Delaware Democratic Party asks candidates to reconsider decision to run for office

Delaware Democratic Party chairman John Daniello sent this letter to candidates

Delaware Democratic Party chairman John Daniello sent this letter to candidates

The Delaware Democratic Party is asking its political candidates across all of this year’s races to take the time to evaluate if they really stand a chance of winning their election.

The party’s leader John Daniello wrote letters to all the Democratic candidates asking them to consider dropping out of their race prior to September’s primary elections.

State Sen. Bryan Townsend, D-Newark, who is vying for a Congressional seat this year, brought up the issue on his Facebook account Wednesday night. He said he disagrees with the letter, stating he believes voters should choose candidates.

“In a state where Democrats enjoy a strong registration advantage, primary elections are critical. In fact, if it weren’t for grassroots primary elections I would not have been elected a State Senator in 2012,” Townsend wrote.

“I believe that primary campaigns in which candidates respect voters and each other and focus on ideas can serve to strengthen our party’s eventual nominee and our democracy.”

In the letter, Daniello writes State Rep. Bryon Short, who dropped out of the congressional race and decided to run for reelection as a representative, is a “shining example” of what needs to happen in the primaries, stating; “I am sure Bryon would have made a fine Congressman, but after surveying the field he felt it was not his time and respectfully bowed out. I want to encourage you to adopt some of that same thinking.”

He continues to write he believes the number of Democrats running in this year’s race, 63 in total, is too high, and “when they balloon to the size that ours have they benefit neither the candidate, nor the party, nor the community you seek to represent.”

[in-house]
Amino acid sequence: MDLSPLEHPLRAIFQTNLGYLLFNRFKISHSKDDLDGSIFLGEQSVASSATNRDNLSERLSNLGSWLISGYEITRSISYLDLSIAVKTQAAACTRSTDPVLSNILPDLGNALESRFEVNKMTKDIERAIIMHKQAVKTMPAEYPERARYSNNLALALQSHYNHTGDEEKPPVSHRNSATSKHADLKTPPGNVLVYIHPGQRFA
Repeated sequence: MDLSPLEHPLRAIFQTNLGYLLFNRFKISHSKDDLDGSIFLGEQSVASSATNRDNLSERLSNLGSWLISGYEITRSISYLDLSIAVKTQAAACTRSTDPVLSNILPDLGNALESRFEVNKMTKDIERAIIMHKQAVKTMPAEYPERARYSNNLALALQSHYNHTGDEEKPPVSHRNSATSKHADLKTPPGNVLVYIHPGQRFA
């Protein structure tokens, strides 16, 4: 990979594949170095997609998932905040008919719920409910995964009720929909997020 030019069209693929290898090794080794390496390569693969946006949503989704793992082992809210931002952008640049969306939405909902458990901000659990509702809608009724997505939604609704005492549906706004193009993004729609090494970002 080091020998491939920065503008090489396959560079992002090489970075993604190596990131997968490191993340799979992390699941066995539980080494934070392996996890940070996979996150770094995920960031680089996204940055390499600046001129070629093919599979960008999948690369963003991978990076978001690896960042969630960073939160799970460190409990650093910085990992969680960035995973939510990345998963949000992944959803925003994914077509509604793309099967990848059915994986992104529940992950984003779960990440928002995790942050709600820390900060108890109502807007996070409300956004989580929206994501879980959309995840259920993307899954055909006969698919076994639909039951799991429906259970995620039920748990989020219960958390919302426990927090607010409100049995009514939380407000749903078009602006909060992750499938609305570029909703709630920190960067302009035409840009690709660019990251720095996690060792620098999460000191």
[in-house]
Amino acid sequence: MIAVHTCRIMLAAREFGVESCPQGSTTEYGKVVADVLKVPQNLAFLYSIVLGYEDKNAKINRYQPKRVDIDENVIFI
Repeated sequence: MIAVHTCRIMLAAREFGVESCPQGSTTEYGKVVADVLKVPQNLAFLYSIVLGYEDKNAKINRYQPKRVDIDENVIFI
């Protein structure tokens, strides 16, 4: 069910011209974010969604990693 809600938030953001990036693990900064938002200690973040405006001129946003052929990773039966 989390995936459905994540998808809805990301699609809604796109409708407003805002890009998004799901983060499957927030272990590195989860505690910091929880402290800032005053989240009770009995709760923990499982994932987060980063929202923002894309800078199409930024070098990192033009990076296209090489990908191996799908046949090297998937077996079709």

Daniello encourages candidates to give a “second and third thought” to their candidacy, and tells them there is “no room for vanity campaigns, either statewide or local.”

While some elected officials told WHYY this sort of talk is commonplace, several other candidates said they were offended by the letter. Some candidates said they couldn’t talk on the record because they feared retaliation from Daniello.

WHYY reached out to the Delaware Democratic Party, but Daniello has yet to respond to the request for comment.

Attorney Brad Eaby, who is running for Lt. Governor, said the party told him on Wednesday the letter was sent to every single candidate, incumbent or newcomer. He said he understands the value in having a discussion on who should run and who should not—but now it is too late.

“Still, the timing of the letter, the language used, I think was…I would have used a different approach myself,” Eaby said.

“The democratic process, the right of people to run for office, I’m going to fall on the side of, ‘I don’t think it’s a necessary letter,’ or ‘I don’t agree people should be necessarily asked to withdraw if they’re a viable good candidate, which I believe I am.’”

Some Democrats say they don’t know what the big deal is, however.